The Defense Information Systems Agency’s recently released five-year strategic plan takes a multi-pronged approach to maintaining what DISA Director Lt. Gen. Ronnie Hawkins calls “information superiority.”
The DISA plan aligns with a broader revamp of Defense Department policy unveiled earlier this year, which aimed for a more agile defense apparatus.
Tony Montemarano, the director of DISA’s Strategic Planning and Information Directorate, joined Pentagon Solutions hosted by Francis Rose, to discuss how DISA leaders developed the new guidance.
“As the department evolves to meet the challenges of today’s information environment, so too must DISA evolve,” according to the preface to DISA strategic plan.
The plan begins with an eight-pronged guide to the initial efforts — what DISA called “strategic shifts” — to be taken.
Those efforts include:
Supporting DoD’s global posture — The DISA strategy stated the agency will help support shift toward the Asia-Pacific region as called for in DoD’s broader strategy.
“We will lead the development and operation of a layered, fault-tolerant enterprise information environment consisting of rapidly deployable components that allow for contingency operations in a full range of conflict,” according to the strategy.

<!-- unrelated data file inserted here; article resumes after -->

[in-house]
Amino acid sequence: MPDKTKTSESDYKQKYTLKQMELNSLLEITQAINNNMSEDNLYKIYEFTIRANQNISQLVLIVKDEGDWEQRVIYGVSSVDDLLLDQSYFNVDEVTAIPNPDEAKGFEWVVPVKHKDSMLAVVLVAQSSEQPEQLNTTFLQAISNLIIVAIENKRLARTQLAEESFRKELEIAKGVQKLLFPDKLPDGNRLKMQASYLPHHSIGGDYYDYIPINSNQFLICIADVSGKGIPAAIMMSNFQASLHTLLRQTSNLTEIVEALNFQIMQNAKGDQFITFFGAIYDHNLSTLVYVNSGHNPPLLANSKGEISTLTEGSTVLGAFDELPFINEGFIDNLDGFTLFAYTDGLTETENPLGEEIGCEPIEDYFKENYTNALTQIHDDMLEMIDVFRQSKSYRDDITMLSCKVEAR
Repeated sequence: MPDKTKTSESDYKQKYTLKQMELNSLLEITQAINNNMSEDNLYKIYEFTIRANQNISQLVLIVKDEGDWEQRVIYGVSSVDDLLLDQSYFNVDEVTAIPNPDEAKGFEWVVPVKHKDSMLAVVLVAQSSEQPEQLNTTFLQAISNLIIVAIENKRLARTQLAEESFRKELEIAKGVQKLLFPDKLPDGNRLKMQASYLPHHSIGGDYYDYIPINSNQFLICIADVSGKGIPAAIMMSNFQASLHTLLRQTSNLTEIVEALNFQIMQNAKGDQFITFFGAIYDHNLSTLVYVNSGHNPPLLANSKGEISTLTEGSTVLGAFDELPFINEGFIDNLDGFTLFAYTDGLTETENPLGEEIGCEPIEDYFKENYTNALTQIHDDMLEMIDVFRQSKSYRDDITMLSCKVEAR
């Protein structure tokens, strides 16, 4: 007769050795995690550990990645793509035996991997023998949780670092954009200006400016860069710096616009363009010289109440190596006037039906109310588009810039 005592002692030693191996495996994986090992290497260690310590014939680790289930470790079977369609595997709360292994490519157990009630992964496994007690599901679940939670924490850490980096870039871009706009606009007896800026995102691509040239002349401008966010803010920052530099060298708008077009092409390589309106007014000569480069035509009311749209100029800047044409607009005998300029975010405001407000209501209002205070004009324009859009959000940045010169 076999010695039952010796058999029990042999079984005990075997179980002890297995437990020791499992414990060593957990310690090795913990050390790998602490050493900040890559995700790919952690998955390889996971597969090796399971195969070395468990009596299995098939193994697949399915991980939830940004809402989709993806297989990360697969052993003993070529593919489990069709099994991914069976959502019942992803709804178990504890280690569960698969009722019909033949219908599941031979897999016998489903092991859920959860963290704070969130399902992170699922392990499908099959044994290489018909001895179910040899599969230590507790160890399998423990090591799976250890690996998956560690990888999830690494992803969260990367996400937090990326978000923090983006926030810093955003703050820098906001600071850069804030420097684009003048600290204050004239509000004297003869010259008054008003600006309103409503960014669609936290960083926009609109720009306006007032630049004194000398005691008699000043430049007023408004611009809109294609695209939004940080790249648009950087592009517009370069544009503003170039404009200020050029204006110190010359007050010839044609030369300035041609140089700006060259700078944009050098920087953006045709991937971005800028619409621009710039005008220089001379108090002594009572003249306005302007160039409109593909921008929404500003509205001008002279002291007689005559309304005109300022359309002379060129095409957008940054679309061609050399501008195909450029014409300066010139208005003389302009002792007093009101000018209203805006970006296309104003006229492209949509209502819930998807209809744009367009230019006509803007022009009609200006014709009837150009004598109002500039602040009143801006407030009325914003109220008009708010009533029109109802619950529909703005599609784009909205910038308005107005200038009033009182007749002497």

Joint Information Environment — In addition, DISA will take the lead in synchronizing the Pentagon’s Joint Information Environment. “We will enable a consolidated, collaborative and secure JIE enabling end-to-end information sharing and interdependent enterprise services across the department.”
DoD’s cloud-services broker — The agency further mapped out its role as the Pentagon’s cloud-services broker to “enable rapid provisioning of services.” DISA aims to streamline the architecture by consolidating data and network-operations centers and transitioning to cloud platforms.
Leveraging commercial mobility options — DISA will leverage commercial technologies to promote security mobile capabilities, according to the strategy. The agency will collaborate with industry and other stakeholders to develop security baselines.
Aiming for agile acquisition — Push toward more agile development, which stresses incremental development as opposed to unwieldy multi-year approaches. DISA said it hopes doing so will reduce cumbersome acquisition cycles and speed delivery times.
DISA as early adopter — Called “DISA first,” this initiative aims to put the agency at the head of the line to test new capabilities before rolling them out departmentwide.
The early-adopter role “will allow us to validate the capability meets the stated requirements, identify and resolve any issues with the capability and demonstrate the operational viability of the capability.”